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Smith v. City of Madison

United States District Court, S.D. Mississippi, Northern Division

December 3, 2018




         BEFORE THE COURT is the [63] Motion for Reconsideration filed by Defendant City of Madison, Mississippi (“the City”). The Motion argues that the Court should reconsider the conclusion reached in its [62] Memorandum Opinion and Order that Plaintiff Beverly Smith has stated a cognizable “cat's paw” claim against the City under 28 U.S.C. § 1983 claim for First Amendment Retaliation. The parties have fully briefed the Motion. Having considered the submissions of the parties, the record, and relevant law, the Court concludes that Defendant's Motion for Reconsideration will be denied.

         The City's Motion invokes Federal Rule of Civil Procedure 60(b), under which a party may seek relief from the Court's order on the basis of “mistake.” Fed.R.Civ.P. 60(b)(1). “[I]n this circuit, the rule may be invoked for the correction of judicial error, but only to rectify an obvious error of law, apparent on the record.” Hill v. McDermott, Inc., 827 F.2d 1040, 1043 (5th Cir. 1987). “Thus, [Rule 60(b)(1)] may be employed when the judgment obviously conflicts with a clear statutory mandate or when the judicial error involves a fundamental misconception of the law.” Id. (citations omitted).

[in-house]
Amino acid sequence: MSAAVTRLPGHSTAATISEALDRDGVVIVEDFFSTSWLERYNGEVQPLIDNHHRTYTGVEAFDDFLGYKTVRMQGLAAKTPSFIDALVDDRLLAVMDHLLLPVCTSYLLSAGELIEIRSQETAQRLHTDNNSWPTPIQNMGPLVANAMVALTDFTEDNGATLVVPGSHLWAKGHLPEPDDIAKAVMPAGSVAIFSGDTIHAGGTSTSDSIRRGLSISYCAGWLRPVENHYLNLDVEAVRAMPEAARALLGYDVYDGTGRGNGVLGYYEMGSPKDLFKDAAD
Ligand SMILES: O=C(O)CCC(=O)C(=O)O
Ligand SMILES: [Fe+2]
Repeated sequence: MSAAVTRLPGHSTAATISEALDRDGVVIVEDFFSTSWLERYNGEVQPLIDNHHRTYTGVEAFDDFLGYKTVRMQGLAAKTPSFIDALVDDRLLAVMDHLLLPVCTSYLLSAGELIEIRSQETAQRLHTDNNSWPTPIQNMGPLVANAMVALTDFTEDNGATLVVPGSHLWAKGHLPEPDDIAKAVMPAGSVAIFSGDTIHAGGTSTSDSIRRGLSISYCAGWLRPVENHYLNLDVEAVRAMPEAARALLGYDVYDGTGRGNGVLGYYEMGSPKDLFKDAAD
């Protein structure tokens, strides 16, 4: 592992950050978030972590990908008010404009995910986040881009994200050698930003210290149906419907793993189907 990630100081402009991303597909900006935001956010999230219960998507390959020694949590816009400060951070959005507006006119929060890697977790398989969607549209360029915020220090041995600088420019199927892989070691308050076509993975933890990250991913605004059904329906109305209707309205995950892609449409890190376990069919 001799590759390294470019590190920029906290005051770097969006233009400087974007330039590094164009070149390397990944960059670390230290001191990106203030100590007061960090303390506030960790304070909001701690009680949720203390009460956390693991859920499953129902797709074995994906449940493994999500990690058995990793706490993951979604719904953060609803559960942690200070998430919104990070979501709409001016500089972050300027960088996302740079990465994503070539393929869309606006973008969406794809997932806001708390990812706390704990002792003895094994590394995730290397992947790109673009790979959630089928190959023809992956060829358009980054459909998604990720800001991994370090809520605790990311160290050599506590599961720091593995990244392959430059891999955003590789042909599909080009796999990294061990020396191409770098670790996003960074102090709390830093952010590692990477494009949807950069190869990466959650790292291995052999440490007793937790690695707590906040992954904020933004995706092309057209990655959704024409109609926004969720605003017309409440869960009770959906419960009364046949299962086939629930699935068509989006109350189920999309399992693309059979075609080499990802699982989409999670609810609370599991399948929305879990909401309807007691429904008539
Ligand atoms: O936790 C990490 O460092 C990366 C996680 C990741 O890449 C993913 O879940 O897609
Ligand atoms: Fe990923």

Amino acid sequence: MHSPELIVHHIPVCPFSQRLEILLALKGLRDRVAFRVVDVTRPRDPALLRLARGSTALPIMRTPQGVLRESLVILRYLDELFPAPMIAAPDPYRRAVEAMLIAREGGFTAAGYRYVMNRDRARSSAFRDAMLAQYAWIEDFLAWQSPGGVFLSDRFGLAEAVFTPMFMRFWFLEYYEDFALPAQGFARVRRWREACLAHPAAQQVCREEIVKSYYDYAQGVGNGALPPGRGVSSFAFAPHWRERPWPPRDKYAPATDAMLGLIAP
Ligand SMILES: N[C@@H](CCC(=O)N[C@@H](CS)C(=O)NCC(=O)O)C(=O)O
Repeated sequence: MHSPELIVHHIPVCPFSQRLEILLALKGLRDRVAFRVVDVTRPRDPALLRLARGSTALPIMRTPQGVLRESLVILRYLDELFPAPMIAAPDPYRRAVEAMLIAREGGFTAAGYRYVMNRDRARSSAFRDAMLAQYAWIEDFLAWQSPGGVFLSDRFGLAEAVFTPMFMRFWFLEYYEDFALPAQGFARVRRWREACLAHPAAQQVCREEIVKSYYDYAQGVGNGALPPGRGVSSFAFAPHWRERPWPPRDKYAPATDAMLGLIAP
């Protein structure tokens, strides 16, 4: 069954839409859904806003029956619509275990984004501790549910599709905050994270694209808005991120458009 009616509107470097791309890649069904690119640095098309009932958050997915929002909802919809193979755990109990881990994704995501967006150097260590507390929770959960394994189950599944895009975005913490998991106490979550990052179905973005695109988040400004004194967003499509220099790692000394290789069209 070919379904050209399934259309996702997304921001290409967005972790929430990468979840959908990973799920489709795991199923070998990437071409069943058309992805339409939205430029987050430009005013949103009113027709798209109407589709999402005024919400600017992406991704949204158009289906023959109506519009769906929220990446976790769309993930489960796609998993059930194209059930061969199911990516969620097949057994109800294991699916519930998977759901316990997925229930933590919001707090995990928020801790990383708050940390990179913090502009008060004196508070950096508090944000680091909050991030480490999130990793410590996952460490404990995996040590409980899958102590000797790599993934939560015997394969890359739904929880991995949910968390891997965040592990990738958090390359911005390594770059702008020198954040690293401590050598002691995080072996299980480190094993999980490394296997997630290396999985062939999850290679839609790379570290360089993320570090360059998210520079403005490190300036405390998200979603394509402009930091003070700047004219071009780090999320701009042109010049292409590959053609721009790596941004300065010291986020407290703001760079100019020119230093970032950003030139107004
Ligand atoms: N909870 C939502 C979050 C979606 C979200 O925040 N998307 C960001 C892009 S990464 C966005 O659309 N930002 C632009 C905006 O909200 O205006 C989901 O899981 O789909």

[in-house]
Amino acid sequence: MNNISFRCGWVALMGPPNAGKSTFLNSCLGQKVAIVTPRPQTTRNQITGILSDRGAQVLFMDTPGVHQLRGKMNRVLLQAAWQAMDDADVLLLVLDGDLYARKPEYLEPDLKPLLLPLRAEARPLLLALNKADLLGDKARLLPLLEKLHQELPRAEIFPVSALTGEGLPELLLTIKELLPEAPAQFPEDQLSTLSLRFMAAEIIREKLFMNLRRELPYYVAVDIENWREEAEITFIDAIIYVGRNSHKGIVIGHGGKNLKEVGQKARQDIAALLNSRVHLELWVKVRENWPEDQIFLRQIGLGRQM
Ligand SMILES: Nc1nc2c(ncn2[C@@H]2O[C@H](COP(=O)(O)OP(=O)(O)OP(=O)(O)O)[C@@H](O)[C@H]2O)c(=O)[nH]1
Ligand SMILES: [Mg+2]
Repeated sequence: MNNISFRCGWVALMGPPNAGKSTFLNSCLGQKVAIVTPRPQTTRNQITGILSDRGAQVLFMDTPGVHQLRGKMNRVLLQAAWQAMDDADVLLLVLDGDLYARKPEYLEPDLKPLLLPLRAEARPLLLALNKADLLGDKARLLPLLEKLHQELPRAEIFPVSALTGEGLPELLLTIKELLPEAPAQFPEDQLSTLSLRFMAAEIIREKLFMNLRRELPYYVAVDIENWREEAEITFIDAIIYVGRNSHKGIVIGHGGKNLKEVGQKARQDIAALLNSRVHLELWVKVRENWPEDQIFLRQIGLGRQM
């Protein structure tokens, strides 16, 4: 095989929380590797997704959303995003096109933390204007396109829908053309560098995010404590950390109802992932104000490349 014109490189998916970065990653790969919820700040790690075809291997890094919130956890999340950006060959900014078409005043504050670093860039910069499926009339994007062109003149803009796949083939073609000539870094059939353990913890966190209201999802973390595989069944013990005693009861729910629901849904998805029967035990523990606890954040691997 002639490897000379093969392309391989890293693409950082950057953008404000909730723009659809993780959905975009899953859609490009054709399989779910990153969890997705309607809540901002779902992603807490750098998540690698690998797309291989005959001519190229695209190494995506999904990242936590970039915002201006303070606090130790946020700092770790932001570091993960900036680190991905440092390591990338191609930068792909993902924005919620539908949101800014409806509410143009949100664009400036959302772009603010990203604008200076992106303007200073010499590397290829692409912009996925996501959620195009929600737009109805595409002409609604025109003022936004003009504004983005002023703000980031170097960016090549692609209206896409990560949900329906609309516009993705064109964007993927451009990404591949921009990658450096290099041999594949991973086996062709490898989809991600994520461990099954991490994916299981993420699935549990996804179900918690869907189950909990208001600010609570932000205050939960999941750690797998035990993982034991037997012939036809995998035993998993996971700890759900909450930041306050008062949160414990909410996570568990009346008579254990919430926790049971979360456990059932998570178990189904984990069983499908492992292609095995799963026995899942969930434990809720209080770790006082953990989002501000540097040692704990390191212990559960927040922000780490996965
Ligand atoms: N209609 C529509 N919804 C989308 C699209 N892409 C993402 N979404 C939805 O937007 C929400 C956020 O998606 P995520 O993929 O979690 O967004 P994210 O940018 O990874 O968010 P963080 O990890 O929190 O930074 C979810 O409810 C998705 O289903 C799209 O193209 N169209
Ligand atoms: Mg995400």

The City makes three separate arguments in its Motion: (1) the Court has misconstrued the “rubber stamp” exception to the general rule that the Board of Alderman cannot be liable for the alleged retaliatory conduct of the Mayor without a showing that the Board had actual knowledge of the Mayor's improper motive, (2) there is no evidence of sufficient influence or leverage over the Board by the Mayor with regard to Plaintiff's termination, and (3) the “rubber stamp” exception should not be applicable where the Plaintiff failed to avail herself of the City's grievance process following her termination, which would have resulted in a hearing before the Board. The Court will address each argument in turn.

         A city may be liable for a mayor's unlawful retaliation under a rubber stamp or cat's paw theory of causation. See Sims v. City of Madisonville, 894 F.3d 632, 640-41 (5th Cir. 2018); Zamora v. City of Houston, 798 F.3d 326, 331 (5th Cir. 2015); Beattie v. Madison Cty. Sch. Dist., 254 F.3d 595, 604 n.14 (5th Cir. 2001). There is a distinction between “ratification” and “rubber stamping.” The City's initial argument invites the Court to conflate the two concepts such that ratification would become the only means by which municipal liability would apply. In addition, the City's reliance on Howell v. Town of Ball, 827 F.3d 515 (5th Cir. 2016) for the proposition that the City cannot be held liable without evidence that the Board was somehow aware of the Mayor's retaliatory motive for terminating the plaintiff is misplaced. The Howell decision was a ratification case; not a case of municipal liability based upon a rubber stamp or cat's paw theory.